Tag Archives: Media Studies

The Transition of Pre- and Post-War Film Ephemera in Japan

Film Ephemera from the Makino Collection, Columbia University in the City of New York.

Pre-war film schedule bulletins. Shinjuku, Showakan News, No. 246, 255, 258, 264, 265 (1938)

The initial style of the film handbill, or flier, was seen in Japan before World War IIThere were a limited number of movie theaters in Japan at this period, and films were promoted by theaters themselves. The pre-war handbills in the Makino Collection were printed on coarse paper and produced by the movie theaters, unlike the current Western style. The design uses traditional Japanese writing styles, such as inscribing phrases from right to left.

The original style of film programs began to be distributed as a free-of-charge weekly bulletin, which were published by film theaters just like film fliers. There was no boundary between flier and program at this point.

Film Ephemera from the Makino Collection, Columbia University in the City of New York.

Occupation period foreign film leaflets. American Picture News by CMPE (reprint, 1984). From left: The Maltese Falcon (1951), directed by John Huston; The Pirate (1951), directed by Vincente Minnelli

After the war, starting from Subaruza in the Yῡrakuchō neighborhood of Tokyo, the American style of roadshow theatrical release permeated all of Japan, which was led by the Central Motion Picture Exchange (CMPE). CMPE published and sold their own film programs for their distributed Hollywood films during the occupation period. Meanwhile, the number of theaters dramatically increased, reaching its peak in 1960.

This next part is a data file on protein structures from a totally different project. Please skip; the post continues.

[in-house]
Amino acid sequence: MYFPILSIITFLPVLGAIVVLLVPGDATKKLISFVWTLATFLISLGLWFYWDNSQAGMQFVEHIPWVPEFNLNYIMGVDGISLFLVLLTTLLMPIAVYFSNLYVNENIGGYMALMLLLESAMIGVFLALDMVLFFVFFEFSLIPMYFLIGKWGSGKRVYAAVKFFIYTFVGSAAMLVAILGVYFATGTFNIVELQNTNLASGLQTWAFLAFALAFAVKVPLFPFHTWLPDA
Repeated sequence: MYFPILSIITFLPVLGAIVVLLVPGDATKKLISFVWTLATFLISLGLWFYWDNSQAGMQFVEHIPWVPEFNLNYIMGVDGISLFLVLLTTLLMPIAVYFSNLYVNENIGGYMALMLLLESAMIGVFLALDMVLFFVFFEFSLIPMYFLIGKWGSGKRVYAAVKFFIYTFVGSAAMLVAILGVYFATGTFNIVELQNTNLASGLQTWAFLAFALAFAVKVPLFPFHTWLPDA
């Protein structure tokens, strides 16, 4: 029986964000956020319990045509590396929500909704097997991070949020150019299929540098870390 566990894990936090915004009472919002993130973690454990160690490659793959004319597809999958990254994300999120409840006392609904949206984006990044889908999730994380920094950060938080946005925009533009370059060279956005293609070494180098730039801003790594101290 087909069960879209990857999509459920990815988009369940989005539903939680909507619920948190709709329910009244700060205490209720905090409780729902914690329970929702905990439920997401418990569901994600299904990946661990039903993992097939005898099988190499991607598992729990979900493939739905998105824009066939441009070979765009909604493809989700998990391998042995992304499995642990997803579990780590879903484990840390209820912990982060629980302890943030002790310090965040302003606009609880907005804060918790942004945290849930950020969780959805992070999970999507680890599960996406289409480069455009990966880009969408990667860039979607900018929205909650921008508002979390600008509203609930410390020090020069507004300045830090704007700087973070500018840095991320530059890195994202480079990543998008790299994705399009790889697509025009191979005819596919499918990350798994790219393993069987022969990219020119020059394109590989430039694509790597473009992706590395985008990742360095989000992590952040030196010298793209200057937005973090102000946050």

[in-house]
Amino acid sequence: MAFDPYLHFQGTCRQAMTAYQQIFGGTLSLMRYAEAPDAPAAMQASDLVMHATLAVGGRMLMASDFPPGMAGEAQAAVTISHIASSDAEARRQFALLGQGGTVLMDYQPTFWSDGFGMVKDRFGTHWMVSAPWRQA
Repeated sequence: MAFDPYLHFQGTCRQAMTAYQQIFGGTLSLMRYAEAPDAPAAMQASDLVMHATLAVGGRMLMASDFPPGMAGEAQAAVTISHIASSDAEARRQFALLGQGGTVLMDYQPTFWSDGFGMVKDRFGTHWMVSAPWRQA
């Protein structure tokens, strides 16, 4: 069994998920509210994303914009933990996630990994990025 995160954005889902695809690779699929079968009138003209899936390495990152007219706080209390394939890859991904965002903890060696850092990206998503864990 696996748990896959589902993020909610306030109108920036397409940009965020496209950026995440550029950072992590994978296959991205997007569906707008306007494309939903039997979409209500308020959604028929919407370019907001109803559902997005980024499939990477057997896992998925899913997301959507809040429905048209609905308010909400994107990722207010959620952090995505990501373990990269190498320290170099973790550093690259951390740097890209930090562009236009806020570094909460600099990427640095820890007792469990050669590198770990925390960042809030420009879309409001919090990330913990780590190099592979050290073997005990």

* CLICK TO ENLARGE * Attendance at pre- and post-war film theaters, and the historical background in Japan. Source: Compiled by C. V. Starr East Asian Library, Columbia University in the City of New York, based on data from The Motion Picture Producers Association of Japan, Inc (2014); Senjika no Nihon eiga by Furukawa Takahisa (2003); the Cabinet Office, Government of Japan (2014)

* CLICK TO ENLARGE * Attendance at pre- and post-war film theaters, and the historical background in Japan. Source: Compiled by C. V. Starr East Asian Library, Columbia University in the City of New York, based on data from The Motion Picture Producers Association of Japan, Inc (2014); Senjika no Nihon eiga by Takahisa Furukawa (2003); the Cabinet Office, Government of Japan (2014)

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The Film Ephemera Collection within the Makino Collection: The Uniqueness of Japanese Film Ephemera

Japanese film program from the Makino Collection

Japanese film program. Rampo (1994), directed by Rintarō Mayuzumi

The ephemera within the Makino Collection are the most vibrant part of it. Generally speaking, the word “ephemera” means “something which has a transitory existence”. What exactly does “ephemera” mean in the archival world and in library and information science? The term is defined by the Library of Congress (2008) as: